MR. JOHN BURNS (Battersea)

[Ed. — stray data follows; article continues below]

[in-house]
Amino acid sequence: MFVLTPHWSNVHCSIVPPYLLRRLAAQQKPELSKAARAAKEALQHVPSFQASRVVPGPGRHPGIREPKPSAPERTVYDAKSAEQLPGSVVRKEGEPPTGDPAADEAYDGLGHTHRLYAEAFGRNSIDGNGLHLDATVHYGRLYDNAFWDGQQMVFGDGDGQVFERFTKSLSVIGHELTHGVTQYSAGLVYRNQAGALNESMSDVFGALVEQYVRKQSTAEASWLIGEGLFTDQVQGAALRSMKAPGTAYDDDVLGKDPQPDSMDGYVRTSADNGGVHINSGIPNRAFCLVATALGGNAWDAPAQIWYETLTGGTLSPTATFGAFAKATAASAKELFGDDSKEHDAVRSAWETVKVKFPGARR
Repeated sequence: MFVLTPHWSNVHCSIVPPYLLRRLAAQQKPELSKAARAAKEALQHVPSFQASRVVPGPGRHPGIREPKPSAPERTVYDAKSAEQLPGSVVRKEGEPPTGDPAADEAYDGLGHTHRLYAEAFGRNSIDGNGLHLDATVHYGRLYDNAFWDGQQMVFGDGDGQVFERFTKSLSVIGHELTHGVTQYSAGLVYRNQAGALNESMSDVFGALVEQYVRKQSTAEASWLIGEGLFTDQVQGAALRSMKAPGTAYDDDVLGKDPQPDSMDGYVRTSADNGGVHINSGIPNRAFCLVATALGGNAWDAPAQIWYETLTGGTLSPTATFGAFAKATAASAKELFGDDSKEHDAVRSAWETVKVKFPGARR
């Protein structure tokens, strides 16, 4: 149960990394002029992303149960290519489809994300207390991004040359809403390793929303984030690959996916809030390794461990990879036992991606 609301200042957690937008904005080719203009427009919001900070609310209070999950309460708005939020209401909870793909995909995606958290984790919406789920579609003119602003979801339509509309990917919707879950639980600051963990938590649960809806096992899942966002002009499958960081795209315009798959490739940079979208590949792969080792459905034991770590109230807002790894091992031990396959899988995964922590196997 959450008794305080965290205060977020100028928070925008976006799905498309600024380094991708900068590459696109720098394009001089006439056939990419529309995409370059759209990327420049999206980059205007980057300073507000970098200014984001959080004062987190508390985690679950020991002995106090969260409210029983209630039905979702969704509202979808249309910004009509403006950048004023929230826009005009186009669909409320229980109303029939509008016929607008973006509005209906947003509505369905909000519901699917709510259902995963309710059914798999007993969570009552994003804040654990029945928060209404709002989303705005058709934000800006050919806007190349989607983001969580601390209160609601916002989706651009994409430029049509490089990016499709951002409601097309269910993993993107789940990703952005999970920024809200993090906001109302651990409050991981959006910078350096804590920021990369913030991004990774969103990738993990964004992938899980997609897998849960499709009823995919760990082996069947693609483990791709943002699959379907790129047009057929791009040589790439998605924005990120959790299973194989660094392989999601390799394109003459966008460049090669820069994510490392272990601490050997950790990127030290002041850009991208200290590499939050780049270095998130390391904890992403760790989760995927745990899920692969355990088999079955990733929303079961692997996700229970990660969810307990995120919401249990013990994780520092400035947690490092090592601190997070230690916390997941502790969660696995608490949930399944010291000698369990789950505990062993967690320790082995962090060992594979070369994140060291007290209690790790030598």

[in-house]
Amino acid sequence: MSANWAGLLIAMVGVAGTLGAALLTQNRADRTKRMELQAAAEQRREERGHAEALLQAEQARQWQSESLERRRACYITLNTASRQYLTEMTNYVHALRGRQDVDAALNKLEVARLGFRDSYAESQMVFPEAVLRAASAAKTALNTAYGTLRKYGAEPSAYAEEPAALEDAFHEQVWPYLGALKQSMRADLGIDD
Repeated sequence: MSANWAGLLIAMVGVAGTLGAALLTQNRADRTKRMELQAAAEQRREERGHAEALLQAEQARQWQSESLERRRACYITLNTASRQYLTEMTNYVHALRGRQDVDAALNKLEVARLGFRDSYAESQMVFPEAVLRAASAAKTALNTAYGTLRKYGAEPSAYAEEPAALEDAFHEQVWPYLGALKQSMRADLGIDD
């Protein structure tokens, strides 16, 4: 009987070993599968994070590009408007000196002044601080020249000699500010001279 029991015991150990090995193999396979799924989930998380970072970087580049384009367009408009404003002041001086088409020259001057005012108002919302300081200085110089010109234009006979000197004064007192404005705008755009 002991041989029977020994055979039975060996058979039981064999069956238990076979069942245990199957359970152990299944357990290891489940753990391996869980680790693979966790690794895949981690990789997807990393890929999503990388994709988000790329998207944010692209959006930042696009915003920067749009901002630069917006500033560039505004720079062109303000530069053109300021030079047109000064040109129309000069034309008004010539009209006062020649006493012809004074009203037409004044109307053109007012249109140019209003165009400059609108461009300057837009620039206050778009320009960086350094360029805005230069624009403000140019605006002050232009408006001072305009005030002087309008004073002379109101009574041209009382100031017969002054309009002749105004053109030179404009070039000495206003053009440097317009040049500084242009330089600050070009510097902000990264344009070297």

said, the House of Commons was extremely indebted to the hon. and learned Member for South Leeds for his intervention in this debate, and for giving the benefit of the experience he had gained in another quarter. Under the Act the Board of Trade had powers which should have been exercised long before this Motion was put on the Paper. It might seem ungracious to look a gift horse in the mouth, but he thought the gift which the President of the Board of Trade had offered might have been given much sooner. He held that overcrowding was a test of insufficiency, whether of trains or platforms, and he saw no reason why third-class passengers should be compelled to travel twelve, fourteen, and sixteen in a compartment, when the first-class were wholly empty, and the second-class only half full. The example of two railway companies, who, in the case of overcrowding, permitted girls and women to get into first and second class carriages in which there was room, might be followed by other companies. The Board of Trade might also impress upon the railway companies that cheap fares pay. Whilst the Committee was inquiring, he hoped the Bills for the extension of electric tramways, promoted by the London County Council and other local authorities for the public convenience, would be supported and not opposed in the short sighted way they had been in the past. He trusted that one result of the discussion would be to instigate the railway companies to do their duty, and that some hon. Members who persistently opposed the Tramway Bills of the London County Council and other local authorities, promoted for the public convenience, would cease from that opposition in the future.